Friday, September 23, 2011

The Singapore Medical Council Physician's Pledge - respect for teachers

Upon graduation, all newly minted doctors in Singapore have to take the SMC Physician's Pledge. The pledge is our local adaptation of the Hippocratic Oath and the similarities are obvious if you lay them out side by side.

In the original Hippocratic Oath, the very first para addresses the issue of respecting your teachers. It reads :

"TO RECHON him who taught me this Art equally dear to me as my parents, to share my substance with him, and relieve his necessities if required; to look up his offspring in the same footing as my own brothers, and to teach them this art, if they shall wish to learn it, without fee or stipulation; and that by precept, lecture, and every other mode of instruction, I will impart a knowledge of the Art to my own sons, and those of my teachers, and to disciples bound by a stipulation and oath according the law of medicine, but to none others."

I guess it was something very important to Hippocrates, or at least to the Hippocratic School.

Our SMC Physician's Pledge more succinctly states "give due respect and gratitude to my teachers". That it is placed second only to "dedicate my life to service of humanity" but before all the other practice related oaths also indicates the relative importance of such a value.

Unfortunately though, as undergraduate medical teachers, few of us observe the expression of this in the hallowed halls of learning. In fact a common refrain among medical teachers is that medical student behaviour is arguably the worst among the undergraduate population. They come late for class, talk, send text messages, surf the net, and play with their smart phones during lectures. And generally are somewhat lacking with respect to respecting their teachers. I do have to qualify that the above probably applies to only a section, and perhaps only a very visible minority of the medical student population. Yet it is a significant enough segment to create the impression that there is very little respect in the class for the teacher who is in front of them trying to start a lecture.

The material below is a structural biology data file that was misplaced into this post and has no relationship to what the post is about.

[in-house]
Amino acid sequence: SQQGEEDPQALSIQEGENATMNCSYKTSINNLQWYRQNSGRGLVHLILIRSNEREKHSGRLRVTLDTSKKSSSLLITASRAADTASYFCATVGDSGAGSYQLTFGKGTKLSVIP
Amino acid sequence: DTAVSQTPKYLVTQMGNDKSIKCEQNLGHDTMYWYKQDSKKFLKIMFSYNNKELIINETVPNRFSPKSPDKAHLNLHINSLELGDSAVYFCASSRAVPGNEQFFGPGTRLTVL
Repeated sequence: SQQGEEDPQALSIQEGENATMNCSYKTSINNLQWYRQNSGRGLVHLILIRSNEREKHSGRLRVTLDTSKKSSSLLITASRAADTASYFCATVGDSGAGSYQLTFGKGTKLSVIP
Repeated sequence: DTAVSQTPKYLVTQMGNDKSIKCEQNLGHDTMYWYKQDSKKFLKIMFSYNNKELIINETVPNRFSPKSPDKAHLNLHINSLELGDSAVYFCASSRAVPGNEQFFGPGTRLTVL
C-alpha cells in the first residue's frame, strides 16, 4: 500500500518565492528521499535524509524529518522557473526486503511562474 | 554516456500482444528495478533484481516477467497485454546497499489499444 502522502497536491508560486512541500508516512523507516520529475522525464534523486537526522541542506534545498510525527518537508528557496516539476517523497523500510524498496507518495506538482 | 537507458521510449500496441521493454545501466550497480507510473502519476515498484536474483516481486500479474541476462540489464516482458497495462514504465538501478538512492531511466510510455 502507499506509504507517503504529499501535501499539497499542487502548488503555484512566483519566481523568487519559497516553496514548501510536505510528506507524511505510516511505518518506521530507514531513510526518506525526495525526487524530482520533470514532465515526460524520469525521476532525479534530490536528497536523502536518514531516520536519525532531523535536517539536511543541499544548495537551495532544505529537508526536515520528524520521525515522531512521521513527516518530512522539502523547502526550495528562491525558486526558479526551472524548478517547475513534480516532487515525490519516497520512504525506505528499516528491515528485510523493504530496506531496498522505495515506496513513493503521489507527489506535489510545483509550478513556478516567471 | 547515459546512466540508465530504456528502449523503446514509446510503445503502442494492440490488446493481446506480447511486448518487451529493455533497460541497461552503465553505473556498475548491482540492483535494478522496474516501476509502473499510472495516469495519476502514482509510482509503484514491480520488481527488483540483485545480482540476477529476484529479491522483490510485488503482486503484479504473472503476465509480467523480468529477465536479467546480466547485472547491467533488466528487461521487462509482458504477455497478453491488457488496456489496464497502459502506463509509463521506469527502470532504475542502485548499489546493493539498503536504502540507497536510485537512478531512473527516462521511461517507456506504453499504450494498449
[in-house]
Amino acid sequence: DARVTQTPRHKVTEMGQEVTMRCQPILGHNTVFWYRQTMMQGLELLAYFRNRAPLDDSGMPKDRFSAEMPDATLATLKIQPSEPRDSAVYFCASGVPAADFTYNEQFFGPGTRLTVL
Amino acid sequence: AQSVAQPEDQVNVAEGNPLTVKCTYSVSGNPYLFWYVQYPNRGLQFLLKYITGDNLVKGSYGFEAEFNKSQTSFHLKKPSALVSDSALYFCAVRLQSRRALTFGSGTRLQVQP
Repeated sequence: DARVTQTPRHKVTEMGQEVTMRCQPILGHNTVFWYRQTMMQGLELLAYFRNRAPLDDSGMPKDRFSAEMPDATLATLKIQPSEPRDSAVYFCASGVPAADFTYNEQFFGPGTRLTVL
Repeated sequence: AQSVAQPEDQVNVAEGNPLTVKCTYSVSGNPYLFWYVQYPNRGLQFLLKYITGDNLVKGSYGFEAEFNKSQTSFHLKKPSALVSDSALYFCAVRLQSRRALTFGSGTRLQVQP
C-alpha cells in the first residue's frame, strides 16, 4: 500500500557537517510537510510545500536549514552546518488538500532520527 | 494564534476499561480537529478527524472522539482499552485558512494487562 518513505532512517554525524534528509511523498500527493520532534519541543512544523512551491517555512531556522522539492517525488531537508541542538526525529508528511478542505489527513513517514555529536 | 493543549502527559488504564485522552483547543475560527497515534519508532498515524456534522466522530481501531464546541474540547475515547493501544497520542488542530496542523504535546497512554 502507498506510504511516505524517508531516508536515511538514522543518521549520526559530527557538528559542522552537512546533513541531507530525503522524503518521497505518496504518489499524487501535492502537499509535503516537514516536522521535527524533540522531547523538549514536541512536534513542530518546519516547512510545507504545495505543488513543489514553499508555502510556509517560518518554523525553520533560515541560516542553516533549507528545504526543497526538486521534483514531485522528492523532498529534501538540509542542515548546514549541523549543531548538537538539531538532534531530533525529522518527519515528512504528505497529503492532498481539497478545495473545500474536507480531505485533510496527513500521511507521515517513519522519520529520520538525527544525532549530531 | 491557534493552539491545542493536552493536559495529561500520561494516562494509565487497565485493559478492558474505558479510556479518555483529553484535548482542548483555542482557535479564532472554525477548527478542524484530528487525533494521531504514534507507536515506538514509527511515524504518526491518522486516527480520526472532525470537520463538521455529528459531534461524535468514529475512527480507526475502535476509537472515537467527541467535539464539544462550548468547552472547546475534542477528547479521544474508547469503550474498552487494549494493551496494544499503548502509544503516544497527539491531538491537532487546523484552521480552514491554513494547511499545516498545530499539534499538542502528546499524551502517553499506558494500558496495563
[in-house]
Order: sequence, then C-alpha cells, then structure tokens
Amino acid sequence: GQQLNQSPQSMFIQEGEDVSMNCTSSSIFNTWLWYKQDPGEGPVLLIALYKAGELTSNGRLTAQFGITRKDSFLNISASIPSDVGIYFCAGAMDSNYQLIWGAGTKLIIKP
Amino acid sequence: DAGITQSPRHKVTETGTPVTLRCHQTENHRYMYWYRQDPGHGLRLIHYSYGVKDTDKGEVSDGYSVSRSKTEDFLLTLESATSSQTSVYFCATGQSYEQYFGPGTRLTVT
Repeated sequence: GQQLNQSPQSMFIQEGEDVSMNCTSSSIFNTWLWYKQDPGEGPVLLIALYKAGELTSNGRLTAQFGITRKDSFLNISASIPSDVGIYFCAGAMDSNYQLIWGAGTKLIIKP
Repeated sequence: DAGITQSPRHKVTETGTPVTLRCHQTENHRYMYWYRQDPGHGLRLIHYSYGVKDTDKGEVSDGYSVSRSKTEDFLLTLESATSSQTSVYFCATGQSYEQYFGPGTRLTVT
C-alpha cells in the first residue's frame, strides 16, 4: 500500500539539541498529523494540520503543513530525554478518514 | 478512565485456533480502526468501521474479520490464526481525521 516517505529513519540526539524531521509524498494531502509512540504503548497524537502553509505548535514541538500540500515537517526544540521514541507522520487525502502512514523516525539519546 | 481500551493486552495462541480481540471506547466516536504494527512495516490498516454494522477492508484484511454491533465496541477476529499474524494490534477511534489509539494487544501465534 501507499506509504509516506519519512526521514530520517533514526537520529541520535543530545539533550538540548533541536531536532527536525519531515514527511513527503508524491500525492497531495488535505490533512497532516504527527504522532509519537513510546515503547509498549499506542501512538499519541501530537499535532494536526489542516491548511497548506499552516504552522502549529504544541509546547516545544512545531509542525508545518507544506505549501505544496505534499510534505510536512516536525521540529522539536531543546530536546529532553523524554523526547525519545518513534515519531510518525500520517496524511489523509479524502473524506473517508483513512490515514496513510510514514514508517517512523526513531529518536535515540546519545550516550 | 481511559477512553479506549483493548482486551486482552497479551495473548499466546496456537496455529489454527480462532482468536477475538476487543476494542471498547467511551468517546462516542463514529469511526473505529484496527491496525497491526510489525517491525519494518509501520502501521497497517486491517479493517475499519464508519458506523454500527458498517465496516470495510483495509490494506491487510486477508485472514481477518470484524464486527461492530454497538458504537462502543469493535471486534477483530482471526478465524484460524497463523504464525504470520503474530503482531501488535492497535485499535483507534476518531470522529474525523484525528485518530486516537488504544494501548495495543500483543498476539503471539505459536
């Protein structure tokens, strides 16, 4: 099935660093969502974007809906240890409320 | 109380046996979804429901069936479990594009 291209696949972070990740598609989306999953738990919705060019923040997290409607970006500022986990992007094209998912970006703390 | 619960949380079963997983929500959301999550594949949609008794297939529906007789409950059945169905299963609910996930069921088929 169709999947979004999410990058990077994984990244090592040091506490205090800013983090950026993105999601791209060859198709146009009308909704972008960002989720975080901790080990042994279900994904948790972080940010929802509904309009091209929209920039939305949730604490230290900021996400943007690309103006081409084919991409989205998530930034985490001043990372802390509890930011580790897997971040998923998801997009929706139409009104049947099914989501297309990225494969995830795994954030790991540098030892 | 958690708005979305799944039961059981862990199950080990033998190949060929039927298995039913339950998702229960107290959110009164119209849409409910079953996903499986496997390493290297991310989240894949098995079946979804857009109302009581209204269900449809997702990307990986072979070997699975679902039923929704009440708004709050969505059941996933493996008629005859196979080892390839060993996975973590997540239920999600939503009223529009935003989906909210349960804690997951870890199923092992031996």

I have always wondered why this is so. Perhaps it is because the students have not yet been exposed to these noble values as articulated in the Physician's Pledge. It does seem a bit late to take an oath to respect your teachers only after you have graduated, and after having spent 5 years abusing your teachers. Perhaps the medical students ought to take a earlier version of the Physician's Pledge, a Physician's Pledge Lite, for example, that might encourage them to consider value systems they need to cultivate and express during their undergraduate years.

Some shrug their shoulders, capitulating to the idea that this bad behaviour is really just our local manifestion of the global modern 'Gen Z plus' university student phenotype. But I disagree. I have been to universities in Japan, Korea and even Taiwan where University and Medical School teachers are held in high respect and where students are appropriately deferential to their seniors and their professors. And it seems like the non-medical student classes in the NUS are somewhat better behaved.

Please do not get me wrong. I am not arguing here for blind submissiveness. I am all for a fiercely independantly thinking medical students. Students who can be clear minded and innovative enough to challenge traditional professional paradigms. But our students need to be taught that the development of independent and creative thinking does not mean a jettisoning of responsibility and respect for others.... especially their teachers.

So Minister Heng Swee Keat, please have a look at our universities and medical schools as well.


dancingbunny said...

It is not only medical students. Generally, most students do not hold their teachers and the lab technicians in high regards when it comes to class. I taught as a lab technician at a local polytechnic before I switch to a local university with a similar job scope. Trust me, poly or university, the behaviour of the students are equally bad. Worse when it comes to treating technicians. They literally think that we are their maids.

Although they are some nice students around. I reckon it has got something to do with their upbringing. Those who hailed from rich families with maids tend to treat everyone else like maids.

gigamole said...